A Method to Increase the Power of Multiple Testing Procedures Through Sample Splitting
AbstractConsider the standard multiple testing problem where many hypotheses are to be tested, each hypothesis is associated with a test statistic, and large test statistics provide evidence against the null hypotheses. One proposal to provide probabilistic control of Type-I errors is the use of procedures ensuring that the expected number of false positives does not exceed a user-supplied threshold. Among such multiple testing procedures, we derive the most powerful method, meaning the test statistic cutoffs that maximize the expected number of true positives. Unfortunately, these optimal cutoffs depend on the true unknown data generating distribution, so could never be used in a practical setting. We instead consider splitting the sample so that the optimal cutoffs are estimated from a portion of the data, and then testing on the remaining data using these estimated cutoffs. When the null distributions for all test statistics are the same, the obvious way to control the expected number of false positives would be to use a common cutoff for all tests. In this work, we consider the common cutoff method as a benchmark multiple testing procedure. We show that in certain circumstances the use of estimated optimal cutoffs via sample splitting can dramatically outperform this benchmark method, resulting in increased true discoveries, while retaining Type-I error control. This paper is an updated version of the work presented in Rubin et al. (2005), later expanded upon by Wasserman and Roeder (2006).
Download InfoIf you experience problems downloading a file, check if you have the proper application to view it first. In case of further problems read the IDEAS help page. Note that these files are not on the IDEAS site. Please be patient as the files may be large.
As the access to this document is restricted, you may want to look for a different version under "Related research" (further below) or search for a different version of it.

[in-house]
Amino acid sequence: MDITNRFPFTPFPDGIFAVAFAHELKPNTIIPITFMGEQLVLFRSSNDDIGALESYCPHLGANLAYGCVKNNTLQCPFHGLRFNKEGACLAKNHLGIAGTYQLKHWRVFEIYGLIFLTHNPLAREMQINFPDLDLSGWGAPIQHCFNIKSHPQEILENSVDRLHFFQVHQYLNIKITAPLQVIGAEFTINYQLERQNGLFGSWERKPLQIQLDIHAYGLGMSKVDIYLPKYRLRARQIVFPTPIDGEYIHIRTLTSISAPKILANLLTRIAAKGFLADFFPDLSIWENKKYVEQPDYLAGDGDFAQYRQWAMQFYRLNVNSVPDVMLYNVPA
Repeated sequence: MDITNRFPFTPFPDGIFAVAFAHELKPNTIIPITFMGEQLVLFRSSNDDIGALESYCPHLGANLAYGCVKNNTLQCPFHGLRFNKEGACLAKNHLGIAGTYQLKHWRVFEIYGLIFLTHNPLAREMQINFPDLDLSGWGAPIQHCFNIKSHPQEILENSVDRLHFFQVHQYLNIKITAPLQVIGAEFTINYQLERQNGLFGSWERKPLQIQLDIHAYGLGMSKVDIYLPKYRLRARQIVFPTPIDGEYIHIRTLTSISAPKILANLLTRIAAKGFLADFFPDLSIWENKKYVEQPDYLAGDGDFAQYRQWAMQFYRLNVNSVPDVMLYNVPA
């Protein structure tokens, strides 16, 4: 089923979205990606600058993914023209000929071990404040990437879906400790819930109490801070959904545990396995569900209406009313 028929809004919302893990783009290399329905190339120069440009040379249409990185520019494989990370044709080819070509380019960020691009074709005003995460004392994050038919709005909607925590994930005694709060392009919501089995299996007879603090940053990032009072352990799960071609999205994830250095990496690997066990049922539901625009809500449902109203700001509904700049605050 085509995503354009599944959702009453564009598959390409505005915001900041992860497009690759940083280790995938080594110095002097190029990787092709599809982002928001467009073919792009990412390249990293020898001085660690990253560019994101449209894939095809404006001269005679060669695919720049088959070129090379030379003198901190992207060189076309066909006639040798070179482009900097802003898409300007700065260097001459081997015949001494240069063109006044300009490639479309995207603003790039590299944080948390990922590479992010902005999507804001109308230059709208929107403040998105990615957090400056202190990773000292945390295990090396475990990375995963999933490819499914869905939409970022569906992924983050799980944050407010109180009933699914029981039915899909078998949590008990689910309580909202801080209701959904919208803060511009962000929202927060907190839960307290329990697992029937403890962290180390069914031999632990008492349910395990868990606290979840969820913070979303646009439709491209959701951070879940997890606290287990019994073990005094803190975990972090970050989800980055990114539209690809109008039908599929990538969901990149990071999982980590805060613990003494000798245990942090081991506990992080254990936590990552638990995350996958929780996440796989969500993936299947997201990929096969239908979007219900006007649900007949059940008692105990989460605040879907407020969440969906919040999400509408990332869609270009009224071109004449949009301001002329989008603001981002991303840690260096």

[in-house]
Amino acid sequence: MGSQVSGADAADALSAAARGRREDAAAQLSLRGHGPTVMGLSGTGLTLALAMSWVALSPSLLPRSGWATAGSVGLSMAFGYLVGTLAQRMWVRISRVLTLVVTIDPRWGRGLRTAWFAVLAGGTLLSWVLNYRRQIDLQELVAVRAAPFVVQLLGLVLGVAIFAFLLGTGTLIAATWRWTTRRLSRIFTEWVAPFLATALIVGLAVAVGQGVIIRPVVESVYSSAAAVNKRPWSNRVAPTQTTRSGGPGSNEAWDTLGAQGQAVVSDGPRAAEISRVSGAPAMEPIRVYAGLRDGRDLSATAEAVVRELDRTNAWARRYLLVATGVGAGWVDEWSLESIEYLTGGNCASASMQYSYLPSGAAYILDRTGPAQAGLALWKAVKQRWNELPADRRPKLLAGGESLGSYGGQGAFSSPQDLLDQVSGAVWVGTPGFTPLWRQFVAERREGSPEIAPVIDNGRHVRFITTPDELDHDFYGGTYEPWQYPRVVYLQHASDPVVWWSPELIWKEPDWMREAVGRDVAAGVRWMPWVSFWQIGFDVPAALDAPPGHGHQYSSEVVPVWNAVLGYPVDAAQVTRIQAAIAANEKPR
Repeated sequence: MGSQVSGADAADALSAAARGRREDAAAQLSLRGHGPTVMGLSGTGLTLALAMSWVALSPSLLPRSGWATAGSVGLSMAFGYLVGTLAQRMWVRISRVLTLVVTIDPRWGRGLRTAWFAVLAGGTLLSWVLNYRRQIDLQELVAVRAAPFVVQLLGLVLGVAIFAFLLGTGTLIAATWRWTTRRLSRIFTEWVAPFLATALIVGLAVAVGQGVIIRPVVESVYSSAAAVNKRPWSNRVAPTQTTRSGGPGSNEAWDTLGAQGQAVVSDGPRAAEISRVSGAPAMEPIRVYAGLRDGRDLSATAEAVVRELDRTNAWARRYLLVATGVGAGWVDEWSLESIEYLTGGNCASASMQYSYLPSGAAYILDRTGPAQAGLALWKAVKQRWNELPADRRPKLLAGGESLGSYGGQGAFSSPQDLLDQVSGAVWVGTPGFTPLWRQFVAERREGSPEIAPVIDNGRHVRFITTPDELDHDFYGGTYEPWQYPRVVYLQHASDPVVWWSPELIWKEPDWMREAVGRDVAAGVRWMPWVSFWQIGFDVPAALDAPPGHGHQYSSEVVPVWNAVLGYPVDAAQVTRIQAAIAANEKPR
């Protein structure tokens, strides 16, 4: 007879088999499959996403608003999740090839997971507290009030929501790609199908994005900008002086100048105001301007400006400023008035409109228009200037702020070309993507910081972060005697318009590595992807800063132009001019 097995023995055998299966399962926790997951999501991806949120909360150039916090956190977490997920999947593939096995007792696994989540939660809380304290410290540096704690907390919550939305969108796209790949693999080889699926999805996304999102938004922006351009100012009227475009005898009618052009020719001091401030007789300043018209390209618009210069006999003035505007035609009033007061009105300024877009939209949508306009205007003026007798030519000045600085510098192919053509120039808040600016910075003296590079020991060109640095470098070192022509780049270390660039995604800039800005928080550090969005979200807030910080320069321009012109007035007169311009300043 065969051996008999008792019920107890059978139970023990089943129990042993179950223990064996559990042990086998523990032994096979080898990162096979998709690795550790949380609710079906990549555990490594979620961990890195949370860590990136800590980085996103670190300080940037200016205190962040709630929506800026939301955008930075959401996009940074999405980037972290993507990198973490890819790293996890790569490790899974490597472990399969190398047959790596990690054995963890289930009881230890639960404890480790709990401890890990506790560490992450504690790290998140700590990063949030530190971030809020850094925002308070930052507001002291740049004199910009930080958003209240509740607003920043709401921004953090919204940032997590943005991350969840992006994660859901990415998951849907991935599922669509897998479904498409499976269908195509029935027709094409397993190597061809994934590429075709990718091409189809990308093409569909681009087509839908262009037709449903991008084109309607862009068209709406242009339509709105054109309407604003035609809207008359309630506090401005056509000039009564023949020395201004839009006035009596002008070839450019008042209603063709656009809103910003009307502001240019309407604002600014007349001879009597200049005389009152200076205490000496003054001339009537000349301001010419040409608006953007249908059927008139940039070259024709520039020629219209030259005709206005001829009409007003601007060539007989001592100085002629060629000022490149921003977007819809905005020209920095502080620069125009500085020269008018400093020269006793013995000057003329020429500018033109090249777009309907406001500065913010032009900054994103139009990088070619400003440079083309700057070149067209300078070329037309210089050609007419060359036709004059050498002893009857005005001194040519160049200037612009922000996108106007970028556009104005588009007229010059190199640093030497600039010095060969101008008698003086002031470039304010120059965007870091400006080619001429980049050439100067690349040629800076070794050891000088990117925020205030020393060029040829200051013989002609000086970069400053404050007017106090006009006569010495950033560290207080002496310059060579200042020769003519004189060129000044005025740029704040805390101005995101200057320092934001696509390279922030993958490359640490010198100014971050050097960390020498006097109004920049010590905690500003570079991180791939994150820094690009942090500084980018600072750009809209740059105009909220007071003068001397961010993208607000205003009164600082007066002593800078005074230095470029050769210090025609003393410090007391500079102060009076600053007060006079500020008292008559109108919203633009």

Bibliographic InfoArticle provided by De Gruyter in its journal Statistical Applications in Genetics and Molecular Biology.
Volume (Year): 5 (2006)
Issue (Month): 1 (August)
Contact details of provider:
Web page: http://www.degruyter.com
You can help add them by filling out this form.
CitEc Project, subscribe to its RSS feed for this item.
- Miecznikowski, Jeffrey C. & Gold, David & Shepherd, Lori & Liu, Song, 2011. "Deriving and comparing the distribution for the number of false positives in single step methods to control k-FWER," Statistics & Probability Letters, Elsevier, vol. 81(11), pages 1695-1705, November.
- Jordà, Òscar & Knüppel, Malte & Marcellino, Massimiliano, 2010.
"Empirical Simultaneous Confidence Regions for Path-Forecasts,"
CEPR Discussion Papers
7797, C.E.P.R. Discussion Papers.
- Òscar Jordà & Malte Knüppel & Massimiliano Marcellino, 2010. "Empirical Simultaneous Confidence Regions for Path-Forecasts," Economics Working Papers ECO2010/18, European University Institute.
- Jordà, Òscar & Knüppel, Malte & Marcellino, Massimiliano, 2010. "Empirical simultaneous confidence regions for path-forecasts," Discussion Paper Series 1: Economic Studies 2010,06, Deutsche Bundesbank, Research Centre.
For technical questions regarding this item, or to correct its authors, title, abstract, bibliographic or download information, contact: (Peter Golla).
If you have authored this item and are not yet registered with RePEc, we encourage you to do it here. This allows to link your profile to this item. It also allows you to accept potential citations to this item that we are uncertain about.
If references are entirely missing, you can add them using this form.
If the full references list an item that is present in RePEc, but the system did not link to it, you can help with this form.
If you know of missing items citing this one, you can help us creating those links by adding the relevant references in the same way as above, for each refering item. If you are a registered author of this item, you may also want to check the "citations" tab in your profile, as there may be some citations waiting for confirmation.
Please note that corrections may take a couple of weeks to filter through the various RePEc services.